I don't remember where I first read about this book, but I do remember thinking that I'd never find a copy in Houston. So when I saw it on the shelves at Half Price Books - just one copy - I lunged, quite prepared to elbow out anyone else reaching for it. I have had good luck lately finding Persephones and Bloomsbury editions, or maybe it's just that I'm looking for them now.
This book was such a joy. I'm not even sure how to talk about it, because it is a very unusual story, full of unexpected turns. If there is anyone else who hasn't yet discovered it, I don't want to ruin any of the fun with spoilers. The bare bones of the story revolve around the Carne family, three sisters who live with their widowed mother in London between the wars (the book was published in 1931). Deirdre, the middle sister, who narrates most of the story, works as a journalist, writing "women's features." The eldest, Katrine, is studying drama when the story opens; and the youngest, Sheil, is still in the schoolroom. I don't think the two older sisters are working because they need the money, since they live comfortably with servants and a series of unsympathetic governesses. With their mother, they create detailed, intricate stories that weave in people they know or read about. Sheil believes in them whole-heartedly, which concerns the governesses quite a bit. Her mother and sisters have to work harder sometimes to keep their belief going. And then one day Deirdre gets to meet one of the real people whom they have turned into a character. What happens when the rich world of their imaginations meets its real-life counterparts?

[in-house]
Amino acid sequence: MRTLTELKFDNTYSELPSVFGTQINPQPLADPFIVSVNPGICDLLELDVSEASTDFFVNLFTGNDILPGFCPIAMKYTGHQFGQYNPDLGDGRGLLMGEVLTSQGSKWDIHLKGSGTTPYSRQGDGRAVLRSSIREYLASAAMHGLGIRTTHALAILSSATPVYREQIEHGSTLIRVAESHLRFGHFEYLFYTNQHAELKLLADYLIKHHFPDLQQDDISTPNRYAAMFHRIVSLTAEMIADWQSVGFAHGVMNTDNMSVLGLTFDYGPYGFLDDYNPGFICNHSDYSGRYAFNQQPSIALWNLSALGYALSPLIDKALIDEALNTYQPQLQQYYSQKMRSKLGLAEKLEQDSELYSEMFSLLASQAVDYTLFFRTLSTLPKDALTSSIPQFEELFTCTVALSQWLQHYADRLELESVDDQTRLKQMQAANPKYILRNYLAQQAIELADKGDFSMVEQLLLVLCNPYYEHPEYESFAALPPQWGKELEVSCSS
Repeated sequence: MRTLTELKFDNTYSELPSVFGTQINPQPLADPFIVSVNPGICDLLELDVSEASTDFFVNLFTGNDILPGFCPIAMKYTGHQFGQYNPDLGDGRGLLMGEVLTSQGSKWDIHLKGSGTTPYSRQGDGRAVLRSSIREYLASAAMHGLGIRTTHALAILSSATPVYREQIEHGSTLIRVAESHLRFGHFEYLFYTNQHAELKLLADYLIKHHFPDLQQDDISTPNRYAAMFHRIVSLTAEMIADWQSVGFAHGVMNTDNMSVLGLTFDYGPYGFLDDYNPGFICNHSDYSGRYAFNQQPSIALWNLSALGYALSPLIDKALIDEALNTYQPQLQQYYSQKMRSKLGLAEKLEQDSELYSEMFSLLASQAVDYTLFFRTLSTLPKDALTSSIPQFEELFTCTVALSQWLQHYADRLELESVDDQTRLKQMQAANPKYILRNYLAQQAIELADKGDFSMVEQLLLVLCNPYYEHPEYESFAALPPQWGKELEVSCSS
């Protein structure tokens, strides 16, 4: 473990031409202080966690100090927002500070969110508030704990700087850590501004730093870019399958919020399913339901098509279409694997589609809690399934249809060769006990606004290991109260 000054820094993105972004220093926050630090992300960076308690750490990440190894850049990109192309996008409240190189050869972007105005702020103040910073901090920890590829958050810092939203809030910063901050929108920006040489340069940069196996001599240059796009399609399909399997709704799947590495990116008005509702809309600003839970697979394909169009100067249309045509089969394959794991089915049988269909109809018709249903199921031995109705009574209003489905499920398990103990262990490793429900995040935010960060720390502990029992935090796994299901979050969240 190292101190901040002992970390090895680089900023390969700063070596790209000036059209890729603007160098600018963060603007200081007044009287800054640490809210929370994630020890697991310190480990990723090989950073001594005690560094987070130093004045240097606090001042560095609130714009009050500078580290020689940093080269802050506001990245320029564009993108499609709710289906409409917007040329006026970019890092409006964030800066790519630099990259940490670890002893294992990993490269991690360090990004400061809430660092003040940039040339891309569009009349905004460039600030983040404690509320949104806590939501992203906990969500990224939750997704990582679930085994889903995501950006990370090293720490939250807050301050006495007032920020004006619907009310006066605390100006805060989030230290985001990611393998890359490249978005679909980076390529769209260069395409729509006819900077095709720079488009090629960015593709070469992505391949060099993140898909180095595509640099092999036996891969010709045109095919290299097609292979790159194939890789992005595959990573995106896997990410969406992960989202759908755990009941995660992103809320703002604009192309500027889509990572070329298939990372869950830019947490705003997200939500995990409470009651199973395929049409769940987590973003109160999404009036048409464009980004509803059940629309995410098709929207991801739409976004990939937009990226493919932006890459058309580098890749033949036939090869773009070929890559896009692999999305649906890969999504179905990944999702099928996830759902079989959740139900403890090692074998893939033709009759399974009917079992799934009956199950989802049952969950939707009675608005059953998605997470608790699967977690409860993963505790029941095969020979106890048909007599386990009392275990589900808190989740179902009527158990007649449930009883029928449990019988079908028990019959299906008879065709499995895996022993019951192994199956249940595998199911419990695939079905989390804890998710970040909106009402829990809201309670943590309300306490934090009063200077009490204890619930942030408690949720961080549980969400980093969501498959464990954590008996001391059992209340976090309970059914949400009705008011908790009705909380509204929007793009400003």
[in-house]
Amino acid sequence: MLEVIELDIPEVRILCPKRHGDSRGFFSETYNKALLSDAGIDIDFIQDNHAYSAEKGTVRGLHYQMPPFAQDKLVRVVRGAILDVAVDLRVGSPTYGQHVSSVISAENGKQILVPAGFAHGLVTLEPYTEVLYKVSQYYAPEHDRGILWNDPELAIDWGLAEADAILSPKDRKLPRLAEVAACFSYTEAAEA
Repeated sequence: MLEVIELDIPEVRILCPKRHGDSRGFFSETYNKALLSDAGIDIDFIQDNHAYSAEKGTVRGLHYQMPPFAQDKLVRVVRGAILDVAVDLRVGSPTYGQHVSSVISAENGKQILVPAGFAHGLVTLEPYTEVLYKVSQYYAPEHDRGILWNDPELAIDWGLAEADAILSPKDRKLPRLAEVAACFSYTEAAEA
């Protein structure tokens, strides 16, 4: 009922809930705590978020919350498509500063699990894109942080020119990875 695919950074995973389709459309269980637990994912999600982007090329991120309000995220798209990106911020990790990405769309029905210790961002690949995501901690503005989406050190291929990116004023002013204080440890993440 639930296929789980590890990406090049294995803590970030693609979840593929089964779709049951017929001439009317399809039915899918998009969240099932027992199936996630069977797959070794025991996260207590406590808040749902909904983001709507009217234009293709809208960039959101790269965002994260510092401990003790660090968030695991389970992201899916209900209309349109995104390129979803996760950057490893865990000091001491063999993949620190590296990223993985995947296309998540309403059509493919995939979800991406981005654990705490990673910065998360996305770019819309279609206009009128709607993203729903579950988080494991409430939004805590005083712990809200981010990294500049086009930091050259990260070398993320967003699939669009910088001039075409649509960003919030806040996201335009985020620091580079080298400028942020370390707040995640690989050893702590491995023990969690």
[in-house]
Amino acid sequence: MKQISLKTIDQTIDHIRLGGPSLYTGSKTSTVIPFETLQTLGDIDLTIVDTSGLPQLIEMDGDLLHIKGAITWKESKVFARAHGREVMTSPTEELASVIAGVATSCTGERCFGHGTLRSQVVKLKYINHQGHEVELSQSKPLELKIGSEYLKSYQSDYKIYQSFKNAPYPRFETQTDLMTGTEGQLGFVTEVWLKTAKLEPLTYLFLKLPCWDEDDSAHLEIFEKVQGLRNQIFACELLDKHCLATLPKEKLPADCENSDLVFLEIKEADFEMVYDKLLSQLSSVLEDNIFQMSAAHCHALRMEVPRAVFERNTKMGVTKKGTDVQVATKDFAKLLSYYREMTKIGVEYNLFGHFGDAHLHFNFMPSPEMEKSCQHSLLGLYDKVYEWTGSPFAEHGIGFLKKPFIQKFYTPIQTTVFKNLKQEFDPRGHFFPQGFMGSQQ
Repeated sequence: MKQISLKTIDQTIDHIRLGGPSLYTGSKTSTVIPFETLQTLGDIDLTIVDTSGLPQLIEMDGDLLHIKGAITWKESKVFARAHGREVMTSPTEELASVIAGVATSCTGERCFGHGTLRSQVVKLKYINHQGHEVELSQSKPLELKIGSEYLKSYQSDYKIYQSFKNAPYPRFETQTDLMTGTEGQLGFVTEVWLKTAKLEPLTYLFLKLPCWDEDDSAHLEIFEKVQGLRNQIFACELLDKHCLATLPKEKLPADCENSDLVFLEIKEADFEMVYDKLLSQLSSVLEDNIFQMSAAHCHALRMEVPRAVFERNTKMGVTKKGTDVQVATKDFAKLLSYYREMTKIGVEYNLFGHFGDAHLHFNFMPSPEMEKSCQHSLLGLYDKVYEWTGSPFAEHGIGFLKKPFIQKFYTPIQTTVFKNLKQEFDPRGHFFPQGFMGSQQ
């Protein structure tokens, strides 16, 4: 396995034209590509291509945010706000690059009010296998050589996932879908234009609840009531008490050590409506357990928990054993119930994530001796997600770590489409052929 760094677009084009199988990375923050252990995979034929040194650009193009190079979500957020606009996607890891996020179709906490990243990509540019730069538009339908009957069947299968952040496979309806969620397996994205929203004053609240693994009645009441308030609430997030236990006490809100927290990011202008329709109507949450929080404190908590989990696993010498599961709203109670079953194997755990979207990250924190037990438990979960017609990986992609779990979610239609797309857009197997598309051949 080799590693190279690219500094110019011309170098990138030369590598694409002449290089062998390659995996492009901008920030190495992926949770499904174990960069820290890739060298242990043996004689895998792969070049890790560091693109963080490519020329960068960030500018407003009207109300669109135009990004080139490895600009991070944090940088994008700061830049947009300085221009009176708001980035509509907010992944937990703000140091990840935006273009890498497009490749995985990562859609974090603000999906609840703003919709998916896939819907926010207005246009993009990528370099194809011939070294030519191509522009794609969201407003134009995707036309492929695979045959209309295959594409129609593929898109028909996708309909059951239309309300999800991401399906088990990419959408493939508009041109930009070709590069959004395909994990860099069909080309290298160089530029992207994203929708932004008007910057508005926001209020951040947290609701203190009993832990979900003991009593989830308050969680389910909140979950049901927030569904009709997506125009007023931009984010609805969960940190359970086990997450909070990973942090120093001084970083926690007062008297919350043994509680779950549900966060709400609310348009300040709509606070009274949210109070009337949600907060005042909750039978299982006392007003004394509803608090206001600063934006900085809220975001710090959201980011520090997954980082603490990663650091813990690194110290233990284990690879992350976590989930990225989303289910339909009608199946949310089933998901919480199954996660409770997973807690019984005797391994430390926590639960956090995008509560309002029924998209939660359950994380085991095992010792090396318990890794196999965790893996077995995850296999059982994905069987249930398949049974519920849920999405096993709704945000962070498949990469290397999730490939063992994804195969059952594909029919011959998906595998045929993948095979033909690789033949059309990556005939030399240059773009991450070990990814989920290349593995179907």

I confess, I didn't take to this book the first time I tried it. Like poor Miss Martin the governess, I was confused, and rather irritated. I couldn't sort out the real people in the book from the characters in the Carnes' sagas. This time it all made sense, and I found myself wanting to join in the fun. I can see why Charlotte and Emily do! I think this book will be one of those I turn to on grey days. I was making a list of them last night, after I finished this. They're not just comfort reads, they're also guaranteed to make the day seem a bit brighter - like the song says, "sunshine on a cloudy day." Here are a few of mine:
- Life Among the Savages, by Shirley Jackson
- Our Hearts Were Young and Gay, by Cornelia Otis Skinner & Emily Kimbrough
- The Egg and I, by Betty MacDonald
- Never No More and No More Than Human, by Maura Laverty
- Eat Cake, by Jeanne Ray
- Cotillion, The Unknown Ajax, The Quiet Gentleman and The Talisman Ring, by Georgette Heyer
- Crocodile on the Sandbank, by Elizabeth Peters
- Circle of Friends, by Maeve Binchy
- Live Alone and Like It, by Marjorie Hillis - another recent addition to the list
What books would be on your list? I'm always looking for more for mine!